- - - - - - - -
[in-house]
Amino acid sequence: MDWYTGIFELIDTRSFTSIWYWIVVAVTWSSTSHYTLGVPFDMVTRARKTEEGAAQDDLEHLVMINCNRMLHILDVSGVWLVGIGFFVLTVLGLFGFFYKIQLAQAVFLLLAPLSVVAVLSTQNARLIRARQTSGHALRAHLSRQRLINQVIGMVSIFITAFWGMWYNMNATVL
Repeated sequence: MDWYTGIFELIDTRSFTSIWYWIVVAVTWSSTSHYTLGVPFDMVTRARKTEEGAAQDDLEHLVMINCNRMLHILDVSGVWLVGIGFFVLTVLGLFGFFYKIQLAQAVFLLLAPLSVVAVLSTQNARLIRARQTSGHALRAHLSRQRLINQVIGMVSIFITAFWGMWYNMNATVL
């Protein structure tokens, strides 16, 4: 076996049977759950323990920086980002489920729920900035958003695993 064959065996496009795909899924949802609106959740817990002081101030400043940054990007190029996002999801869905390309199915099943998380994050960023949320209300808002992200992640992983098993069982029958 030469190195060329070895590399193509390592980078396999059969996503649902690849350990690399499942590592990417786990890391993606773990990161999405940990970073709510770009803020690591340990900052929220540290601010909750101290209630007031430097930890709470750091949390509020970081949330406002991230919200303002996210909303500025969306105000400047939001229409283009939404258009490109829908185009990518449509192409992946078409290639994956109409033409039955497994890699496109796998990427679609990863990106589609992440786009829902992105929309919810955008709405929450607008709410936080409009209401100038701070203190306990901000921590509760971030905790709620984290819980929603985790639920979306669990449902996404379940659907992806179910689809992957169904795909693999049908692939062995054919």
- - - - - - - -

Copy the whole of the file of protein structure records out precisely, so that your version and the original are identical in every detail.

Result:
[in-house]
Amino acid sequence: MDWYTGIFELIDTRSFTSIWYWIVVAVTWSSTSHYTLGVPFDMVTRARKTEEGAAQDDLEHLVMINCNRMLHILDVSGVWLVGIGFFVLTVLGLFGFFYKIQLAQAVFLLLAPLSVVAVLSTQNARLIRARQTSGHALRAHLSRQRLINQVIGMVSIFITAFWGMWYNMNATVL
Repeated sequence: MDWYTGIFELIDTRSFTSIWYWIVVAVTWSSTSHYTLGVPFDMVTRARKTEEGAAQDDLEHLVMINCNRMLHILDVSGVWLVGIGFFVLTVLGLFGFFYKIQLAQAVFLLLAPLSVVAVLSTQNARLIRARQTSGHALRAHLSRQRLINQVIGMVSIFITAFWGMWYNMNATVL
């Protein structure tokens, strides 16, 4: 076996049977759950323990920086980002489920729920900035958003695993 064959065996496009795909899924949802609106959740817990002081101030400043940054990007190029996002999801869905390309199915099943998380994050960023949320209300808002992200992640992983098993069982029958 030469190195060329070895590399193509390592980078396999059969996503649902690849350990690399499942590592990417786990890391993606773990990161999405940990970073709510770009803020690591340990900052929220540290601010909750101290209630007031430097930890709470750091949390509020970081949330406002991230919200303002996210909303500025969306105000400047939001229409283009939404258009490109829908185009990518449509192409992946078409290639994956109409033409039955497994890699496109796998990427679609990863990106589609992440786009829902992105929309919810955008709405929450607008709410936080409009209401100038701070203190306990901000921590509760971030905790709620984290819980929603985790639920979306669990449902996404379940659907992806179910689809992957169904795909693999049908692939062995054919």